PCB design can end up taking more time if it is not planned out properly when moving from conceptual spec to actual design. There are a lot of factors to consider at once. For example, where to place major components to optimize space and performance, and which one to drop first. You’ll also need to consider where subsystems fit and which placement will result in the cleanest traces. These initial decisions can be daunting and lead to either procrastination or having to completely start over. Read on to find a solution for this!
On my first trip to the Yosemite, I bit off more than I could chew. Big mountains, bad planning, and I found myself at the mercy of a squeeze chimney. One emergency bivvy later, my project had to be scrapped and I was back in the valley staring up at the mountain I couldn’t conquer. PCB design can end up like my failed climbing endeavor if it is not planned out properly when moving from conceptual spec to actual design. There are a lot of factors to consider at once. For example, where to place major components and which one to drop first. You’ll also need to consider where subsystems fit and which placement will result in the cleanest traces. These initial decisions can be daunting and lead to either procrastination or, in my case in Yosemite, having to completely start over.
To help break through designer’s block I simplify the design concepts by modularizing them into virtual components.
Break the Mountain Down into Steps
Much like how a climber would approach a mountain; break your PCB design into manageable “pitches” and tackle each one individually until you’ve reached the top. To get your design started, find areas in the design that are self-contained or have a well-understood interface. These sections will eventually need to be designed in detail, but in the beginning, we only need to identify their presence on the board. Once they have been identified, you can temporarily block them off using a placeholder, which we will refer to as a “black box”. Much like planning a climbing route, this will let you focus on the big picture and then you can go back and tackle each individual section. Using placeholders in your design to prioritize sections of your layout is commonly referred to as “modularizing your design”.
If you think about it, many of the actual components we use in our designs are black boxes for two reasons:
They present a well-defined interface in their pinouts and specs.
We know that their performance is predefined and specific to their interface. As a result, we do not need to define how they function in their interface.
Imagine how complicated your project would become if you had to represent the internal workings of all op-amps, CPU’s, regulators, etc. It would be enormously complex.
We can expand upon this concept of placeholders to kick start the design process. Often you’ll have a jumping off point for figuring out how to break down your design into manageable pitches if you stay organized. Remember your project documentation? Those flow charts, design overviews, and user documentation should present the function of your design at a high level. Like your modular PCB layout, these documents focus on the big picture of your design and are an excellent resource for initially modularizing your PCB layout.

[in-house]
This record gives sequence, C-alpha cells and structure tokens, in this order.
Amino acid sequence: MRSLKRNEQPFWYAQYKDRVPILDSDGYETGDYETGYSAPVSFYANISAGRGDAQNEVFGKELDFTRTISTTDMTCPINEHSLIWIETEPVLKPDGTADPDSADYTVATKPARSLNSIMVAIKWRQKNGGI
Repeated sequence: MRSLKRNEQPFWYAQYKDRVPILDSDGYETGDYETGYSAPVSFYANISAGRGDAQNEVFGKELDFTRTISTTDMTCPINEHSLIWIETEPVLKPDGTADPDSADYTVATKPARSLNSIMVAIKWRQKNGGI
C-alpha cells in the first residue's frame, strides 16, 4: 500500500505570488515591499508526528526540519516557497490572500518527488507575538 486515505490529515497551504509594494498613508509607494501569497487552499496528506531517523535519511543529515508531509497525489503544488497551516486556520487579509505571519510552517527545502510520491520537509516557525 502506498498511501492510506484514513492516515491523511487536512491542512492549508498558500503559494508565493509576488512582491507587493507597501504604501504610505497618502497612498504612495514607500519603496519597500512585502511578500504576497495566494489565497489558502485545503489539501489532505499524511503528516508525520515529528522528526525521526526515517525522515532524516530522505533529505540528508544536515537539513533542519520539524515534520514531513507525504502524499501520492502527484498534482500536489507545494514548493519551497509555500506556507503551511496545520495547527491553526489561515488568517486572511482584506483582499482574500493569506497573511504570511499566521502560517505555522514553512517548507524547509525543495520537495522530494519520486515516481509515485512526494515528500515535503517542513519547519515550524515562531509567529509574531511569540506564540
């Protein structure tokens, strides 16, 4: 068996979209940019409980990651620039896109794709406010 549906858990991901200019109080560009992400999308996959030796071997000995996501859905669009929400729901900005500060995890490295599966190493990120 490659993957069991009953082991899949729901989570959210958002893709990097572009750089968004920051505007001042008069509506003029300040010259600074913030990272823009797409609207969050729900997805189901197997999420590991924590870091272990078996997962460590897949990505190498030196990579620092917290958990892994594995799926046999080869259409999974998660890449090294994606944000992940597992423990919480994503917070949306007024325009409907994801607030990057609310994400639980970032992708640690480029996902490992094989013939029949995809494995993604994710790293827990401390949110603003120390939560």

Regardless of whether you have these documents or not, I recommend repeating the following steps until the design concept is simple enough to complete:
Find a subsystem or functional group you can modularize
Identify all the components that are part of the group
Identify the inputs and outputs (i.e. the interface) of the group
Create a black box to represent the group and its interface
Substitute the black box for the identified components in your design
Once you have defined your modules, take a first pass at your schematic or PCB using black boxes just to get an idea of how they interrelate. It will be straightforward to build out the whole design. With that done, you can begin designing the contents of the individual black boxes. You may choose to modularize the subsystems within them as well. Modularization works at any level.
Modularization Tools and Techniques
Most design software will include features that help you modularize your design. This allows you to represent your modules in the project environment in whatever way makes the most sense to you and your team. Here are a few ideas that are commonly available:
Use the drawing tools to place shapes on your board. This can be a simple box or something more creative--whatever helps you stay organized. You can also use the line drawing tool to show connections to other parts of the design.
Some design software lets you define custom components in case you don’t find everything you need in their component libraries. You may even be able to define the electrical properties of the component accurately enough to include it in a working schematic.
Use text to represent your black box, or add written text to a drawn shape. It may also be helpful to annotate why you made this placement and to define the black box's intended function. Be sure to point to the part of the design the note applies to with an arrow.
Create reminders for yourself to design the contents of your black boxes using "to-dos". To-do items should be available to you anywhere in a project. They can be assigned to an owner, categorized, and marked as complete when they are done.
Clean Up With Ease
Since my first experience in Yosemite, better route planning has led to significantly less discomfort. The same goes for modularizing your PCB design and, lucky you, there are even programs to help you out with this. Altium Designer can help modularize your design, and track and report on your progress. This way you can spend less time anxiously plotting how to get out of a bad situation and more time designing an excellent product.
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